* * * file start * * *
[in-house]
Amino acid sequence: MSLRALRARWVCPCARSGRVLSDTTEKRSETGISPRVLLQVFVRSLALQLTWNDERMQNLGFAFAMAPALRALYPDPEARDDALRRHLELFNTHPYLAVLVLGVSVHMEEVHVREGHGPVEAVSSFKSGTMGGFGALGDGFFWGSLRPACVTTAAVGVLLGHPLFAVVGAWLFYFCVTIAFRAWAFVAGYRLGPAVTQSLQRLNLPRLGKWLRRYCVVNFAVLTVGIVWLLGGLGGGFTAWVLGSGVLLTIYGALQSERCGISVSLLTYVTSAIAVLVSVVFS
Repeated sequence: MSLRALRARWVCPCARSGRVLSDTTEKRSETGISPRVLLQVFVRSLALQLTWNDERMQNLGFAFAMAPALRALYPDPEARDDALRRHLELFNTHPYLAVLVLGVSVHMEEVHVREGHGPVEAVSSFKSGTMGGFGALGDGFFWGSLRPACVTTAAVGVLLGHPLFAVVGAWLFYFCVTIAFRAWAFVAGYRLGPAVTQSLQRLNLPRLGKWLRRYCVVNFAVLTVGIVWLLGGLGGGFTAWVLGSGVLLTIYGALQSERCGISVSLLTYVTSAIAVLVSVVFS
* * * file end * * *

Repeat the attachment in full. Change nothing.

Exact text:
[in-house]
Amino acid sequence: MSLRALRARWVCPCARSGRVLSDTTEKRSETGISPRVLLQVFVRSLALQLTWNDERMQNLGFAFAMAPALRALYPDPEARDDALRRHLELFNTHPYLAVLVLGVSVHMEEVHVREGHGPVEAVSSFKSGTMGGFGALGDGFFWGSLRPACVTTAAVGVLLGHPLFAVVGAWLFYFCVTIAFRAWAFVAGYRLGPAVTQSLQRLNLPRLGKWLRRYCVVNFAVLTVGIVWLLGGLGGGFTAWVLGSGVLLTIYGALQSERCGISVSLLTYVTSAIAVLVSVVFS
Repeated sequence: MSLRALRARWVCPCARSGRVLSDTTEKRSETGISPRVLLQVFVRSLALQLTWNDERMQNLGFAFAMAPALRALYPDPEARDDALRRHLELFNTHPYLAVLVLGVSVHMEEVHVREGHGPVEAVSSFKSGTMGGFGALGDGFFWGSLRPACVTTAAVGVLLGHPLFAVVGAWLFYFCVTIAFRAWAFVAGYRLGPAVTQSLQRLNLPRLGKWLRRYCVVNFAVLTVGIVWLLGGLGGGFTAWVLGSGVLLTIYGALQSERCGISVSLLTYVTSAIAVLVSVVFS